Final Fantasy Publisher Reportedly Taking ‘Extraordinary Losses’

Final Fantasy Publisher Reportedly Taking ‘Extraordinary Losses’

Square Enix has been pumping out hit-and-miss titles for years, and now the publisher behind Final Fantasy VII Rebirth and other blockbuster RPGs says it plans to be more careful about which projects it invests in. The company expects to “recognize extraordinary losses pertaining to abandonment losses associated with its content production,” it warned investors in a new financial filing.

The “abandonment losses” are projected to total roughly $US140 million, likely meaning that Square Enix has decided to cancel or overhaul a number of internal games it was working on. On Tuesday, the publisher revealed that the board of directors decided in a March 27 meeting to “revise the Group’s approach to the development of high-definition (HD) games with the intention of being more selective and focused in the allocation of development resources.”

The company has been rumoured to be working on a remake of Final Fantasy IX, a game that was included in the infamous 2022 Nvidia leak, alongside a reference to a Final Fantasy Tactics remake as well. It’s also officially working on Dragon Quest III HD-2D Remake, which was announced back in 2021. Series creator Yuji Hori said it had begun playtesting back in December.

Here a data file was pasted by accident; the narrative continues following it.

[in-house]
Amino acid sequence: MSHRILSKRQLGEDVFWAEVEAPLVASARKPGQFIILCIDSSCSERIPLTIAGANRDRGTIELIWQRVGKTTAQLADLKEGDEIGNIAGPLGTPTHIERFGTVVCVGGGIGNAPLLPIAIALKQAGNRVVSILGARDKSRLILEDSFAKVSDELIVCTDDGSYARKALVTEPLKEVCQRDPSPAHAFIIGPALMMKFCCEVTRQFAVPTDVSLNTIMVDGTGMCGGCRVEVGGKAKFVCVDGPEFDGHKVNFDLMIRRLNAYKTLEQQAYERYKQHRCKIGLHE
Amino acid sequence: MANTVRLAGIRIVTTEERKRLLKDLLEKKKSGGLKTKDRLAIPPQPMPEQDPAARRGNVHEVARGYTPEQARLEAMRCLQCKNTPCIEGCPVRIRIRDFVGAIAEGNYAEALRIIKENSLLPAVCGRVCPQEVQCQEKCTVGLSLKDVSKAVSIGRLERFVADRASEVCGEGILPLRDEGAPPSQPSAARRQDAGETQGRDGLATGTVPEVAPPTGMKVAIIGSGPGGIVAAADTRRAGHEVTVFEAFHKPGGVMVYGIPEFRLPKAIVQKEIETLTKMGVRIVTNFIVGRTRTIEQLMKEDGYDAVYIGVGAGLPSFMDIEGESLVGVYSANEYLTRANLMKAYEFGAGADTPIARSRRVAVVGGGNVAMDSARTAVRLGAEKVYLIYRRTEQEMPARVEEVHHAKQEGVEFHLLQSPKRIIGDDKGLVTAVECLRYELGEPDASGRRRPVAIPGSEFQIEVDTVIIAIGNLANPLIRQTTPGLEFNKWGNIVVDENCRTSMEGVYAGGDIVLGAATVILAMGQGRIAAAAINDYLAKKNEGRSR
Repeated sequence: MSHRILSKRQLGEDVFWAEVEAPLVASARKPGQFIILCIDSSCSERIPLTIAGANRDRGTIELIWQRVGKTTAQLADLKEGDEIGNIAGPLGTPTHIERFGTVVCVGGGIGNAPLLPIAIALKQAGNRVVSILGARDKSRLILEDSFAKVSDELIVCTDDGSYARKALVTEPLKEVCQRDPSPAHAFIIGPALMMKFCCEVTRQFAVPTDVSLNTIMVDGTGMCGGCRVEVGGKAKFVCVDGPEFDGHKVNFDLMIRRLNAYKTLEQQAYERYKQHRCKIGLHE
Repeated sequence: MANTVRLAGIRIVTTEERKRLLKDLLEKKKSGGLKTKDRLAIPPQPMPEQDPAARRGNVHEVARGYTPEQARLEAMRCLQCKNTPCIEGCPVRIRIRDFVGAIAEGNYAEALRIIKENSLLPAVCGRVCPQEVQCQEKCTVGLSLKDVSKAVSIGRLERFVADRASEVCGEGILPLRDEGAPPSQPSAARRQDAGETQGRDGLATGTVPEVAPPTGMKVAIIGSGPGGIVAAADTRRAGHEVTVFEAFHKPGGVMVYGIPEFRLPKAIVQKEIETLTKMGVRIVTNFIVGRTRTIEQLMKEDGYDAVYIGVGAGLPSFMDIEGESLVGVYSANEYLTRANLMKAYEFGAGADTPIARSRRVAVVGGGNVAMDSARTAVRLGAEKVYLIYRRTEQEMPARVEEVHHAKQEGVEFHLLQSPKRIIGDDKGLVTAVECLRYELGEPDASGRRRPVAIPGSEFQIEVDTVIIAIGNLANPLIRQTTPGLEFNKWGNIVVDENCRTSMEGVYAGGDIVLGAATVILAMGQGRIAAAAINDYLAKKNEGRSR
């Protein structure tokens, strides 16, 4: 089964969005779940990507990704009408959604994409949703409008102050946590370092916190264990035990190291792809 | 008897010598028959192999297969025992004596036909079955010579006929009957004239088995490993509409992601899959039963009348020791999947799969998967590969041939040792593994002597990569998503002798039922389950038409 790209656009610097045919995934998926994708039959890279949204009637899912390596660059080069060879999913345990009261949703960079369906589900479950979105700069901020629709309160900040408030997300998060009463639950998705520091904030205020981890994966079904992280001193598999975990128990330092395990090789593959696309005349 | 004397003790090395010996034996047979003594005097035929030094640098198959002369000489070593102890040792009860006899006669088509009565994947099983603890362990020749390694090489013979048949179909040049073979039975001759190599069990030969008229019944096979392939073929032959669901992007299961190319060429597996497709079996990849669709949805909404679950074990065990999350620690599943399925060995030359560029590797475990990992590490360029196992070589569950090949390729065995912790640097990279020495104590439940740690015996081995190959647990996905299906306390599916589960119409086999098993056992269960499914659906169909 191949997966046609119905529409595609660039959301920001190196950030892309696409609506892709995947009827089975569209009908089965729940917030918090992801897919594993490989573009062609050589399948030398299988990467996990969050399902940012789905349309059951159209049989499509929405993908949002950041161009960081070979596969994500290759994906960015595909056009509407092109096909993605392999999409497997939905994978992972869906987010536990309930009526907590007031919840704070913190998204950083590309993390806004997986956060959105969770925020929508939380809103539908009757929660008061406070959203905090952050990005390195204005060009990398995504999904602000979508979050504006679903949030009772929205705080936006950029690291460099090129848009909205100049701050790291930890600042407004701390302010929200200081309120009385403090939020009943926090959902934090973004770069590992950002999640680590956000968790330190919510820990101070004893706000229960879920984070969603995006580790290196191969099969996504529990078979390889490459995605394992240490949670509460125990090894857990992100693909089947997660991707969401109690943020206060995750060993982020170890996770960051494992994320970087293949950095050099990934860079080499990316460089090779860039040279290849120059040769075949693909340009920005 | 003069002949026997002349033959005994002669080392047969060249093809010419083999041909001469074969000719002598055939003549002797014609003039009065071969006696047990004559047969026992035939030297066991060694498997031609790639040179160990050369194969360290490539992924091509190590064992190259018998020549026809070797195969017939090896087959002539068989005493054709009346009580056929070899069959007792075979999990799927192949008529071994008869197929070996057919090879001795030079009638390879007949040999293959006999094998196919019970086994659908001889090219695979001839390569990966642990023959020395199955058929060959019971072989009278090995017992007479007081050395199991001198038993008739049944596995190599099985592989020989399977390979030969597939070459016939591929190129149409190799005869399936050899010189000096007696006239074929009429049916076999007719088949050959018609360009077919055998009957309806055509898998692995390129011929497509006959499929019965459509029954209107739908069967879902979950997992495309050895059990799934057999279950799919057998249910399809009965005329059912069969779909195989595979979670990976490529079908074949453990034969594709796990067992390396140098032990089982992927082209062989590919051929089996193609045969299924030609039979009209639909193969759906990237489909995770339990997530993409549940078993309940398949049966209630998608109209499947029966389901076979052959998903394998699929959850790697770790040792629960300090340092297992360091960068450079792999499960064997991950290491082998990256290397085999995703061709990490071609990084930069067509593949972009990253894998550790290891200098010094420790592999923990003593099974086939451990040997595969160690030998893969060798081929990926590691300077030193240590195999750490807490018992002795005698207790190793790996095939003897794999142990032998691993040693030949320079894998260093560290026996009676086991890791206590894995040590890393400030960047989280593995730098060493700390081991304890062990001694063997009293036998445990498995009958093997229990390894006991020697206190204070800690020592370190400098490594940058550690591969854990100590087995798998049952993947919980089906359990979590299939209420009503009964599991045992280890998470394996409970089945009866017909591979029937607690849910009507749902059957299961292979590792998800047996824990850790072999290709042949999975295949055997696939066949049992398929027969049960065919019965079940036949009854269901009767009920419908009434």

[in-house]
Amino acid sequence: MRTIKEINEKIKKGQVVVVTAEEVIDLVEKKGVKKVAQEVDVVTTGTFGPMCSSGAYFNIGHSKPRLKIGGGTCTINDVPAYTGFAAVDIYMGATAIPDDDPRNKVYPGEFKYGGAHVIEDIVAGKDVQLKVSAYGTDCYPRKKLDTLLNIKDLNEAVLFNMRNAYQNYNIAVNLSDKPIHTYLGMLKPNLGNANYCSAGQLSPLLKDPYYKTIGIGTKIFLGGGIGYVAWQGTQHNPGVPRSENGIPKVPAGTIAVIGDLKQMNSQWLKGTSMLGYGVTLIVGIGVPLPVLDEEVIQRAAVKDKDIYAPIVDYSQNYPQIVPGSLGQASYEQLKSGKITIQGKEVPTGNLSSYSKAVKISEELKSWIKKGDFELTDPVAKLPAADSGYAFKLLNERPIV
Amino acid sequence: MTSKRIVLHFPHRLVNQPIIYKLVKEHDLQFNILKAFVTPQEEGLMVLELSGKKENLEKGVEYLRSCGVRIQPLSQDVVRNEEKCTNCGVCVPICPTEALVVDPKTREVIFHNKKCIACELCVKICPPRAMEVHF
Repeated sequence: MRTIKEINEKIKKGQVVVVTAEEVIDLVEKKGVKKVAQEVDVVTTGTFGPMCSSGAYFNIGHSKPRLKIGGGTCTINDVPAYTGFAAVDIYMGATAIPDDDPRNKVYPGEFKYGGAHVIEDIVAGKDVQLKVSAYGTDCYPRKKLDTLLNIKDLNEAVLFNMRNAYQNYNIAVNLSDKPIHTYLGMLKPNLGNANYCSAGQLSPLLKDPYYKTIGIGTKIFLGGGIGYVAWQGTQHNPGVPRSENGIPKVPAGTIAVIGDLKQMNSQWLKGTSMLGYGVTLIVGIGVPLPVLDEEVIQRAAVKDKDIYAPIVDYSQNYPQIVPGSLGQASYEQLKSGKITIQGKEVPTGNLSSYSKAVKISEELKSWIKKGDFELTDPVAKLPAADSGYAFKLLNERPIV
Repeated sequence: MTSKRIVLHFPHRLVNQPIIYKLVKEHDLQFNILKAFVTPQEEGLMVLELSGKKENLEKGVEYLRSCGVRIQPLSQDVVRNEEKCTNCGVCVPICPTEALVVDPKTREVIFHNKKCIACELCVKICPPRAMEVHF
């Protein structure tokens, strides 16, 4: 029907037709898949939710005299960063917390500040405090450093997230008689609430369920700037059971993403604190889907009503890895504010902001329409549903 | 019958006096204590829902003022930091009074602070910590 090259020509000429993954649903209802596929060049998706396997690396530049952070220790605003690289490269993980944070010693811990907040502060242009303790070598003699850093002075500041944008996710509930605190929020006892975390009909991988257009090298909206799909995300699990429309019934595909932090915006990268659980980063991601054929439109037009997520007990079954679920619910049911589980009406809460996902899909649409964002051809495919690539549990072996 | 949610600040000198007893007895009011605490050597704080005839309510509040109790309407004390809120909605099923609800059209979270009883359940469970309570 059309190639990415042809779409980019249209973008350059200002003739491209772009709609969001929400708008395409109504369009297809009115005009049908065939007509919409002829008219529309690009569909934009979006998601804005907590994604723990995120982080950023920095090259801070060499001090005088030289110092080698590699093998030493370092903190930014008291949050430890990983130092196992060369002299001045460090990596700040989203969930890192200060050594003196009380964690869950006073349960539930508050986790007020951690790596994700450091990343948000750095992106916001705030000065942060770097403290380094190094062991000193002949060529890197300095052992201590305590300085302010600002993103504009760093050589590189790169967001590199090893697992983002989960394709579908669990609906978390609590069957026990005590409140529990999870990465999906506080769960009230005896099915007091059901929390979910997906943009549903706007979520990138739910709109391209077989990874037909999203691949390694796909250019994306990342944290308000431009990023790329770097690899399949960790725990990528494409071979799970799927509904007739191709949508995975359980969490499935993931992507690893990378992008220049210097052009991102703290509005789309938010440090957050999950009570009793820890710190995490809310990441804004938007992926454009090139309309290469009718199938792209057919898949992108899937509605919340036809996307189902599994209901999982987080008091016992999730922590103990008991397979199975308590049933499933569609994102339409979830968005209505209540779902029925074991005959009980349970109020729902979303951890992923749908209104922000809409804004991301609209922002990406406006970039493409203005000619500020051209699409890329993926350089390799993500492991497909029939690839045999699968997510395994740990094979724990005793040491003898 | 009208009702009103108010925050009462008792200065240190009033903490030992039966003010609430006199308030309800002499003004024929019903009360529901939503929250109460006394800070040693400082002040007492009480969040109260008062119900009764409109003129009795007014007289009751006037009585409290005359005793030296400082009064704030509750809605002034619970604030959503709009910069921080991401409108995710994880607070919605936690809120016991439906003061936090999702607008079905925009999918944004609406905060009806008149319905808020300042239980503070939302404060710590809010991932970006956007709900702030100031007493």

The shift in strategy comes roughly a year after Takashi Kiryu, who was only 12 when the first Final Fantasy was released, took over as president of Square Enix. “We are performing a zero-base review to determine what kind of organizational structure is necessary to realize the contents of our pipeline, and which approach is best,” he reportedly told investors in February. According to Bloomberg, a structural shakeup has been underway, focusing on some long-time producers and how quality is checked early in development. Long-time Dragon Quest producer Yu Miyake stepped down from the role earlier this year amidst apparent delays.

Fans have spent months fighting about whether big games like Final Fantasy XVI and Rebirth are selling poorly, but that seems to have more to do with the recent sequels being PlayStation 5 console exclusives and not coming day-and-date to PC more than anything else. A bigger challenge for Square Enix is the lack of any major pillars outside of the Final Fantasy franchise. Forspoken didn’t set the world on fire last year, and a number of smaller RPGs like The Diofield Chronicle, Valkyrie Elysium, and Star Ocean: The Divine Force didn’t break out either. Splatoon-like party shooter Foamstars came and went earlier this year with little fanfare.

Square Enix does have other big projects in the pipeline, like Kingdom Hearts IV and Dragon Quest XII, though it’s not clear when those games will be ready. Instead, the publisher seems to be coming up on a quieter year relative to some of its recent release calendars. Final Fantasy XIV’s next big expansion, Dawntrail, arrives in July, followed by Visions of Mana later in 2024.

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